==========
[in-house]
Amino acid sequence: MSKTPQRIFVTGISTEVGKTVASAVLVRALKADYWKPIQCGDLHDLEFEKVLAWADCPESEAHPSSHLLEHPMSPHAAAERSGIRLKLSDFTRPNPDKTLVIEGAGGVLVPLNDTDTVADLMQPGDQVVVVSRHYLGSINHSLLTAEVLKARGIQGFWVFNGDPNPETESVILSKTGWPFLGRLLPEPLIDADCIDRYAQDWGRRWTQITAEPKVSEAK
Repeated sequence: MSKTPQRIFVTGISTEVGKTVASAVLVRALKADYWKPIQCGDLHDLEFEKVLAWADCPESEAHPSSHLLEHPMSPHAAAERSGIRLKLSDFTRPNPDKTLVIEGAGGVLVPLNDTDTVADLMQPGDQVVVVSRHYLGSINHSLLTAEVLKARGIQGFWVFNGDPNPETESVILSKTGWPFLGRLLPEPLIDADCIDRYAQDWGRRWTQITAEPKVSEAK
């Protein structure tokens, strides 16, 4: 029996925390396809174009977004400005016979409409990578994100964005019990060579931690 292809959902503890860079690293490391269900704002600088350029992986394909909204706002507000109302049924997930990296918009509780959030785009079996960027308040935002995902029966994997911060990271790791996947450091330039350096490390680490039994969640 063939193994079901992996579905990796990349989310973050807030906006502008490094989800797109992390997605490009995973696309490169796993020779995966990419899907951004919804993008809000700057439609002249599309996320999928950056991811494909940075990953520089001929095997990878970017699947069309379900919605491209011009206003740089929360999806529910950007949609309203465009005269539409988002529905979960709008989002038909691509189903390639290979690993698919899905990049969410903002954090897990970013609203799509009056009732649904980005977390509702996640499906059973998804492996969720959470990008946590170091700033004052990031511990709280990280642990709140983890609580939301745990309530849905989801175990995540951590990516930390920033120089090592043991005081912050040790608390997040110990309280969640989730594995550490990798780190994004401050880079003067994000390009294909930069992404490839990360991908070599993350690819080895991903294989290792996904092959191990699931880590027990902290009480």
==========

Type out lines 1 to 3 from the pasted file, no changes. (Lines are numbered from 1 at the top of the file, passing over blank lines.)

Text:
[in-house]
Amino acid sequence: MSKTPQRIFVTGISTEVGKTVASAVLVRALKADYWKPIQCGDLHDLEFEKVLAWADCPESEAHPSSHLLEHPMSPHAAAERSGIRLKLSDFTRPNPDKTLVIEGAGGVLVPLNDTDTVADLMQPGDQVVVVSRHYLGSINHSLLTAEVLKARGIQGFWVFNGDPNPETESVILSKTGWPFLGRLLPEPLIDADCIDRYAQDWGRRWTQITAEPKVSEAK
Repeated sequence: MSKTPQRIFVTGISTEVGKTVASAVLVRALKADYWKPIQCGDLHDLEFEKVLAWADCPESEAHPSSHLLEHPMSPHAAAERSGIRLKLSDFTRPNPDKTLVIEGAGGVLVPLNDTDTVADLMQPGDQVVVVSRHYLGSINHSLLTAEVLKARGIQGFWVFNGDPNPETESVILSKTGWPFLGRLLPEPLIDADCIDRYAQDWGRRWTQITAEPKVSEAK